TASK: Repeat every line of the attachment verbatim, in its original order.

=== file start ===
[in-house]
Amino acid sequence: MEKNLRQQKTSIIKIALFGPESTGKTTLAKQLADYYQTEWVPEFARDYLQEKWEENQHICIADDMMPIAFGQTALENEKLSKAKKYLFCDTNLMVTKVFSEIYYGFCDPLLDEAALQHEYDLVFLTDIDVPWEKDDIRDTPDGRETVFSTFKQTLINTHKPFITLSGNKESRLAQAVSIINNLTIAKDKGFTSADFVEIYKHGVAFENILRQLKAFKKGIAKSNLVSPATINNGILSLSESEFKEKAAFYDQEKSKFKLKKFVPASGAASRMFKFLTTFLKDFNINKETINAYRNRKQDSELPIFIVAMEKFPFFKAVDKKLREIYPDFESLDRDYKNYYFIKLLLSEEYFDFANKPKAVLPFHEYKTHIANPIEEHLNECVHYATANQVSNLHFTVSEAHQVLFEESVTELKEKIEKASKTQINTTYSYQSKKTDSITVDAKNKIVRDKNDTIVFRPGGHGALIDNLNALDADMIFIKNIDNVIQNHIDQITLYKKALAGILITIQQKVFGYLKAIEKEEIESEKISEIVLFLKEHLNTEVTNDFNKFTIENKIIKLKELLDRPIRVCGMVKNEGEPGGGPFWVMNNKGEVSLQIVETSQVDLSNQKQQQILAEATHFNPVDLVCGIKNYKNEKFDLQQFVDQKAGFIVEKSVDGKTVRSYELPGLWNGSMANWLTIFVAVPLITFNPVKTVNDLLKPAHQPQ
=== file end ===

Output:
[in-house]
Amino acid sequence: MEKNLRQQKTSIIKIALFGPESTGKTTLAKQLADYYQTEWVPEFARDYLQEKWEENQHICIADDMMPIAFGQTALENEKLSKAKKYLFCDTNLMVTKVFSEIYYGFCDPLLDEAALQHEYDLVFLTDIDVPWEKDDIRDTPDGRETVFSTFKQTLINTHKPFITLSGNKESRLAQAVSIINNLTIAKDKGFTSADFVEIYKHGVAFENILRQLKAFKKGIAKSNLVSPATINNGILSLSESEFKEKAAFYDQEKSKFKLKKFVPASGAASRMFKFLTTFLKDFNINKETINAYRNRKQDSELPIFIVAMEKFPFFKAVDKKLREIYPDFESLDRDYKNYYFIKLLLSEEYFDFANKPKAVLPFHEYKTHIANPIEEHLNECVHYATANQVSNLHFTVSEAHQVLFEESVTELKEKIEKASKTQINTTYSYQSKKTDSITVDAKNKIVRDKNDTIVFRPGGHGALIDNLNALDADMIFIKNIDNVIQNHIDQITLYKKALAGILITIQQKVFGYLKAIEKEEIESEKISEIVLFLKEHLNTEVTNDFNKFTIENKIIKLKELLDRPIRVCGMVKNEGEPGGGPFWVMNNKGEVSLQIVETSQVDLSNQKQQQILAEATHFNPVDLVCGIKNYKNEKFDLQQFVDQKAGFIVEKSVDGKTVRSYELPGLWNGSMANWLTIFVAVPLITFNPVKTVNDLLKPAHQPQ